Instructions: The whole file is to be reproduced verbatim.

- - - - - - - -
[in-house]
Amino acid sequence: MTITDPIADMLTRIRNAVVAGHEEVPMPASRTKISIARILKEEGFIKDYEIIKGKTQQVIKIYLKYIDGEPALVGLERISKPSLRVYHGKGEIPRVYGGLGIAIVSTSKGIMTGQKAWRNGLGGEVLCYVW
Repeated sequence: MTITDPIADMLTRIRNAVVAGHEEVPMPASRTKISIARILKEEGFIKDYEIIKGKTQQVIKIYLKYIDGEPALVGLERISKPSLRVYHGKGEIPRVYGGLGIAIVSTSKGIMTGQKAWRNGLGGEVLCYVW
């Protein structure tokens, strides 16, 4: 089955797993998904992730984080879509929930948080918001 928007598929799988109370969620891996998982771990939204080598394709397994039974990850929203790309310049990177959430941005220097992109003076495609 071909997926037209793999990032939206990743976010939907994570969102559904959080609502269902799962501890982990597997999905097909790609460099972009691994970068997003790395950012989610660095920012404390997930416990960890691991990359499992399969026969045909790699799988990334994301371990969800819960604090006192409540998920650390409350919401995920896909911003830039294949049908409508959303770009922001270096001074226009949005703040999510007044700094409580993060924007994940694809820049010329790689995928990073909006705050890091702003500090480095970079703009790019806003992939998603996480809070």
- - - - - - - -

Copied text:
[in-house]
Amino acid sequence: MTITDPIADMLTRIRNAVVAGHEEVPMPASRTKISIARILKEEGFIKDYEIIKGKTQQVIKIYLKYIDGEPALVGLERISKPSLRVYHGKGEIPRVYGGLGIAIVSTSKGIMTGQKAWRNGLGGEVLCYVW
Repeated sequence: MTITDPIADMLTRIRNAVVAGHEEVPMPASRTKISIARILKEEGFIKDYEIIKGKTQQVIKIYLKYIDGEPALVGLERISKPSLRVYHGKGEIPRVYGGLGIAIVSTSKGIMTGQKAWRNGLGGEVLCYVW
């Protein structure tokens, strides 16, 4: 089955797993998904992730984080879509929930948080918001 928007598929799988109370969620891996998982771990939204080598394709397994039974990850929203790309310049990177959430941005220097992109003076495609 071909997926037209793999990032939206990743976010939907994570969102559904959080609502269902799962501890982990597997999905097909790609460099972009691994970068997003790395950012989610660095920012404390997930416990960890691991990359499992399969026969045909790699799988990334994301371990969800819960604090006192409540998920650390409350919401995920896909911003830039294949049908409508959303770009922001270096001074226009949005703040999510007044700094409580993060924007994940694809820049010329790689995928990073909006705050890091702003500090480095970079703009790019806003992939998603996480809070």